• W. Irvin arrived in Kangaroo Island aboard the ship "Buffalo" in 1836

Irvin Settlers in New Zealand in the 19th Century

  • Peter Irvin, aged 19, a labourer, arrived in Auckland, New Zealand aboard the ship "Dorette" in 1874


  • Monford Merrill "Monte" Irvin (1919-2016), American Major League Baseball left fielder and right fielder in the Negro leagues and later a Major League Baseball player, inducted into the National Baseball Hall of Fame in 1973
  • Shirley June Fry Irvin (b. 1927), former a World No. 1 American female tennis player, inducted into the International Tennis Hall of Fame in 1970
  • Sam Irvin, American film and television director, producer, screen writer
  • Sandora Lavett Irvin (b. 1982), American professional basketball player for the Women's National Basketball Association (WNBA)
  • Marissa Irvin (b. 1980), American former tennis player
  • Byron Edward Irvin (b. 1966), retired American professional NBA basketball player
  • Leslie Leroy Irvin (1895-1966), American stunt-man who made the first free-fall parachute jump in 1919
  • Michael Jerome Irvin (b. 1966), American former NFL football player for the Dallas Cowboys, inducted into the Pro Football Hall of Fame (2007)
  • James Irvin (1800-1862), American politician
  • Albert Henry Thomas Irvin OBE (1922-2015), English abstract expressionist painter



The motto was originally a war cry or slogan. Mottoes first began to be shown with arms in the 14th and 15th centuries, but were not in general use until the 17th century. Thus the oldest coats of arms generally do not include a motto. Mottoes seldom form part of the grant of arms: Under most heraldic authorities, a motto is an optional component of the coat of arms, and can be added to or changed at will; many families have chosen not to display a motto.

Motto: Candide et constanter
Motto Translation: Fairly and firmly.


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  1. Weis, Frederick Lewis, Walter Lee Sheppard and David Faris. Ancestral Roots of Sixty Colonists Who Came to New England Between 1623 and 1650 7th Edition. Baltimore: Genealogical Publishing, 1992. Print. (ISBN 0806313676).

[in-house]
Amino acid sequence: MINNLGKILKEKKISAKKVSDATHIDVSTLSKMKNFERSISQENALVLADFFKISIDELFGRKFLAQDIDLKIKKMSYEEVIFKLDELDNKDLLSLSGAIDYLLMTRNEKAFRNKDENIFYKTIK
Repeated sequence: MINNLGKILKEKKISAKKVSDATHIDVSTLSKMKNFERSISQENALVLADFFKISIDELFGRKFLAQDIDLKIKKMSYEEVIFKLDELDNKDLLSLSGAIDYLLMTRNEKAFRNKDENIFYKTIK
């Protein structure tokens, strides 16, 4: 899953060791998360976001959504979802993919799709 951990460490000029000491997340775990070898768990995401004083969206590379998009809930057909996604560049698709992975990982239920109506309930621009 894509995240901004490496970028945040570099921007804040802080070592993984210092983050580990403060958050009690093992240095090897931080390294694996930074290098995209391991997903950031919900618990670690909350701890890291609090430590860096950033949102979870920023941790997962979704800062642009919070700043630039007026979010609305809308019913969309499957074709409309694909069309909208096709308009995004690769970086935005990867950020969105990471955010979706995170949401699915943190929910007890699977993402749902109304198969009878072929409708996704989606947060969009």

2. Moncrieffe, Sir Ian of That Ilk and David Hicks. The Highland Clans The Dynastic Origins, Cheifs and Background of the Clans. New York: C.N. Potter, 1968. Print.
  3. Crozier, William Armstrong Edition. Crozier's General Armory A Registry of American Families Entitled to Coat Armor. New York: Fox, Duffield, 1904. Print.
  4. Barrow, G.W.S Ed. The Charters of David I The Written Acts of David I King of Scots, 1124-53 and of His Son Henry, Earl of Northumerland, 1139-52. Woodbridge: The Boydell Press, 1999. Print.
  5. Egle, William Henry. Pennsylvania Genealogies Scotch-Irish and German. Harrisburg: L.S. Hart, 1886. Print.
  6. Paul, Sir James Balfour. An Ordinary of Arms Contained in the Public Register of All Arms and Bearings in Scotland Second Edition. Baltimore: Genealogical Publishing, 1903. Print.
  7. Bowman, George Ernest. The Mayflower Reader A Selection of Articales from The Mayflower Descendent. Baltimore: Genealogical Publishing. Print.
  8. Skordas, Guest. Ed. The Early Settlers of Maryland an Index to Names or Immigrants Complied from Records of Land Patents 1633-1680 in the Hall of Records Annapolis, Maryland. Baltimore: Genealogical Publishing, 1968. Print.
  9. Bolton, Charles Knowles. Scotch Irish Pioneers In Ulster and America. Montana: Kessinger Publishing. Print.
  10. Browne, James. The History of Scotland it's Highlands, Regiments and Clans 8 Volumes. Edinburgh: Francis A Niccolls & Co, 1909. Print.
  11. ...

The Irvin Family Crest was acquired from the Houseofnames.com archives. The Irvin Family Crest was drawn according to heraldic standards based on published blazons. We generally include the oldest published family crest once associated with each surname.

This page was last modified on 13 January 2016 at 12:33.